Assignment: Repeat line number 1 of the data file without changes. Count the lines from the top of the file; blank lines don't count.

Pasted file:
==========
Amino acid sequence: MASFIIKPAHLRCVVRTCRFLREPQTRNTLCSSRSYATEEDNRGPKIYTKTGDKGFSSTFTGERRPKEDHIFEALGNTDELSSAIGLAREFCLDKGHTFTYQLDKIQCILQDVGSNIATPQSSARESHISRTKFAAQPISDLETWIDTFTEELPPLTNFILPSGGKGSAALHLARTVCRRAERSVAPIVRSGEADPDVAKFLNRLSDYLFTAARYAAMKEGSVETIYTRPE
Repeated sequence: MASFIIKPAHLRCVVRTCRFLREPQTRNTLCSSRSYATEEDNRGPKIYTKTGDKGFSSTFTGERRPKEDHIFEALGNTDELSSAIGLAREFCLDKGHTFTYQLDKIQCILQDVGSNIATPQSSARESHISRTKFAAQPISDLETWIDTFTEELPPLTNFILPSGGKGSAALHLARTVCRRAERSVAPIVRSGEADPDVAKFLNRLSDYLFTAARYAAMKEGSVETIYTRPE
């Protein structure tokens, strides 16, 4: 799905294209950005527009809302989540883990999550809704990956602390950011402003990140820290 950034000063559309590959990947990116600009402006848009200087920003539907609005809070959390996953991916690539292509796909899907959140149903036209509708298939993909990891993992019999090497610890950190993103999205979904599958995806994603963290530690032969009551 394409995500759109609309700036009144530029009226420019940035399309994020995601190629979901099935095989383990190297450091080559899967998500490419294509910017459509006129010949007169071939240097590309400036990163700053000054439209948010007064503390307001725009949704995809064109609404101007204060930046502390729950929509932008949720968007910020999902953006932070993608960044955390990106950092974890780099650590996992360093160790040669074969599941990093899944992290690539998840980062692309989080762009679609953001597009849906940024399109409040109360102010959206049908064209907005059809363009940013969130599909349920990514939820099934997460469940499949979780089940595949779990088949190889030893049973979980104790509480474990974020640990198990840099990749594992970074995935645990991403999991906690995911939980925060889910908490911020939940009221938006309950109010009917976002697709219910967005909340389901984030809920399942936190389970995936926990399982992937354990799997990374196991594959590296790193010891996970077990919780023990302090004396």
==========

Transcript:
Amino acid sequence: MASFIIKPAHLRCVVRTCRFLREPQTRNTLCSSRSYATEEDNRGPKIYTKTGDKGFSSTFTGERRPKEDHIFEALGNTDELSSAIGLAREFCLDKGHTFTYQLDKIQCILQDVGSNIATPQSSARESHISRTKFAAQPISDLETWIDTFTEELPPLTNFILPSGGKGSAALHLARTVCRRAERSVAPIVRSGEADPDVAKFLNRLSDYLFTAARYAAMKEGSVETIYTRPE